The potluck group.
Last month J. invited me to a potluck dinner at her house, one of the rare ones I have attended instead of my parents. I was late - my car was trying to convince me it had a flat tire, which it did not - and all evening the guests (all in their sixties or older) talked about grandchildren and teeth, and how in their day, once you emigrated to the West, ten, twenty, thirty years would pass before you went home again. Not like my generation, who fly back and forth across the Pacific ocean for every vacation. But when they asked me to join the next party, I agreed. The food is always good, and the conversation is always entertaining, even when they start talking about teeth. I volunteered to make dessert, and then forgot about it until the morning of the dinner when I woke in a panic. (More on that later).
I make a ridiculously easy chocolate-hazelnut cake, then pace around my apartment trying to decide if I could just bring the cake, or if it needed something else. A drift of whipped cream, barely sweetened. Should I buy some fruit, bring some chocolate-covered honey pecans? Then I remember, there is a pint of salted caramel ice cream in the freezer. This is an older crowd, uninterested in sweets, conscious of their dessert intake. It would be enough. I slide my cake on a gold-foil-covered cardboard round, dust it with cocoa powder, carefully place it in a pink paperboard box. It looks impressively professional, so much so no one believes I made it myself. I find a ball of twine in a drawer, tie up my box for easy carrying, and head downtown to A.'s home. People stare. I worry that someone will mug me for the cake.
A. is, as usual, bustling around when I arrive. There are peonies on the table, along with plates and cutlery. Pots are in the oven, on the stove, wine is waiting to be opened. This is, in theory, a potluck, but A. has contributed four dishes, instead of the usual one or two. (I am a "kid," so I can get away with just one. Husbands without their wives are also allowed to bring just one). I show off my beautiful cake ("I don't believe you made that yourself!") and revel in the fact that a dusting of cocoa powder or powdered sugar makes anything instantly more professional-looking. As does a gold cardboard round and a pink paperboard box. (I should have placed a doily under the cake, but you can't remember everything).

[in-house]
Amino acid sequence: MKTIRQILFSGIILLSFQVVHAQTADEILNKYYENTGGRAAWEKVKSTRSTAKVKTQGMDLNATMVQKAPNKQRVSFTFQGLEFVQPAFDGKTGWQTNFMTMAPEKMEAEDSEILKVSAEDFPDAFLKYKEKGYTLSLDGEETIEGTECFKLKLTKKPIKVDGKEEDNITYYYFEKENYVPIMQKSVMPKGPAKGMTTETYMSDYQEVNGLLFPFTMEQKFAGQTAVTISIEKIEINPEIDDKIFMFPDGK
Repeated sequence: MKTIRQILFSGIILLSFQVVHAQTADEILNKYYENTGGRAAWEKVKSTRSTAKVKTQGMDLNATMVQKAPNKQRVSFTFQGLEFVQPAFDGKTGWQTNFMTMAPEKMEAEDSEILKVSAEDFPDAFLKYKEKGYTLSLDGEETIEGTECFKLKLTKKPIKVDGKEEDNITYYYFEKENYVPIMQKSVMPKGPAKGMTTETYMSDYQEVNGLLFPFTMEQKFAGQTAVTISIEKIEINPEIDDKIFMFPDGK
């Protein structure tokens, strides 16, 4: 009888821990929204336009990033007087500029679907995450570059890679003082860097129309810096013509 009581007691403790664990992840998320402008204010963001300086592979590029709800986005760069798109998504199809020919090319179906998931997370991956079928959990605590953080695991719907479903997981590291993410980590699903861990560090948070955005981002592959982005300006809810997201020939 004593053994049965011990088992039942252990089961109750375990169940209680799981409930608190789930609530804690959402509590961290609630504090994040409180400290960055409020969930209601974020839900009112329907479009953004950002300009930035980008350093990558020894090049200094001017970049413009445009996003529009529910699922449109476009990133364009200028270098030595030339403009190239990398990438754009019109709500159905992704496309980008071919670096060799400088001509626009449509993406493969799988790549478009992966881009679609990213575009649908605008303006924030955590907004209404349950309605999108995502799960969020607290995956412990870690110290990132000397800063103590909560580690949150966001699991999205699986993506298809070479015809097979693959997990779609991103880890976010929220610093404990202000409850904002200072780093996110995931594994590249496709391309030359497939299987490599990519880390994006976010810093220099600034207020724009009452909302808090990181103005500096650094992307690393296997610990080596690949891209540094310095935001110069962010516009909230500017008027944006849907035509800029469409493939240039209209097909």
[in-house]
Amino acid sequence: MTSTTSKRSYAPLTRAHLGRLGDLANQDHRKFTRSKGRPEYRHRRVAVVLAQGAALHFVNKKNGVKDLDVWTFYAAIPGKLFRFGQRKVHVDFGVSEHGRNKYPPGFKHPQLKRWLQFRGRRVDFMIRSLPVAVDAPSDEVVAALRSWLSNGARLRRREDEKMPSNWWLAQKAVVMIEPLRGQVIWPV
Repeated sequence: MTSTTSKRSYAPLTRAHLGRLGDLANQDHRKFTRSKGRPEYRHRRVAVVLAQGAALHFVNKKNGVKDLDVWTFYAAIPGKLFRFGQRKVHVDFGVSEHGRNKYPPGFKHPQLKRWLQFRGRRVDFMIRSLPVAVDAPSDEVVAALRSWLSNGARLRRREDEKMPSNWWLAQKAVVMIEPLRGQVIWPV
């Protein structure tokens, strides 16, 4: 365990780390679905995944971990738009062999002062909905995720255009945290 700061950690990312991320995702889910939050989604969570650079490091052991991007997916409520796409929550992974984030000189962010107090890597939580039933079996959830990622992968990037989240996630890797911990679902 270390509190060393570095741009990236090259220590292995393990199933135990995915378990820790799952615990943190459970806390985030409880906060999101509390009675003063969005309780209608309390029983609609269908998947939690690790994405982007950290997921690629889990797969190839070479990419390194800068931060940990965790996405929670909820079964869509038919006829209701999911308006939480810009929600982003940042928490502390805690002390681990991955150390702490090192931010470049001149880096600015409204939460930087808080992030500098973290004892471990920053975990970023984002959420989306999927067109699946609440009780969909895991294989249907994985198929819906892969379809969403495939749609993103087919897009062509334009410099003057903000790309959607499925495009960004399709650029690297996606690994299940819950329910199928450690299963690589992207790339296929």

Other guests trickle in, and we get ready to eat, transferring dishes from boxes and pots and bowls into narrow, rectangular platters that fit better on the buffet table. There is so much food I can't even sample everything on my first try, so I take several tastes of things and sit down to try them all before heading back for more. There is beef curry made with Malaysian curry powder, more intense than what I am used to, not sweet like Japanese curry. A dish of fine-cut tofu noodles, slivered ham, vegetables, cool and refreshing, like a Chinese macaroni salad. There is another cool salad of translucent wide noodles tossed with more vegetables, strands of omelet, bound together with a slightly spicy dressing fragrant with sesame paste. There is smoked salmon, and homemade pita bread, rolls of tofu skin filled with ground pork, braised with Napa cabbage. I come back for the hard-boiled eggs cooked with caramelized shallots and soy sauce and finely minced pork belly, a touch of five-spice powder, and am so seduced by the savory gravy of pork belly and shallots, I go back for thirds (as if I haven't eaten enough fatty pork this week).
We eat and eat, getting up for seconds, thirds, fourths. The conversation flows back and forth, three or four conversations at a table of twelve, my mind confused by multiple threads, two languages. Y. tells a story about J., when she worried over whether or not to marry her (second) younger husband. He doesn't even have any gray hair yet! she lamented. Don't worry, riposted Y., if he marries you, he WILL. (Twenty-odd years on, he does). Then it is time for dessert. There is a Chinese dessert of cubed almond-flavored jelly with canned fruit, the fruit juices forming a slightly sweet soup, instantly cooling and maddeningly addictive. And there is my dense hazelnut-and-chocolate cake, with a scoop of salted caramel ice cream melting on top. It is dark and intensely chocolatey, a perfect foil for the darkly caramelized ice cream I made a few weeks ago.
After dessert, several of the guests get up and start dancing, at one point pushing the table back to make more room. It was a sight I never thought I'd see, my mother's sixty-plus friends twirling around, hips swiveling, arms swinging, doing their interpretation of the Electric Slide.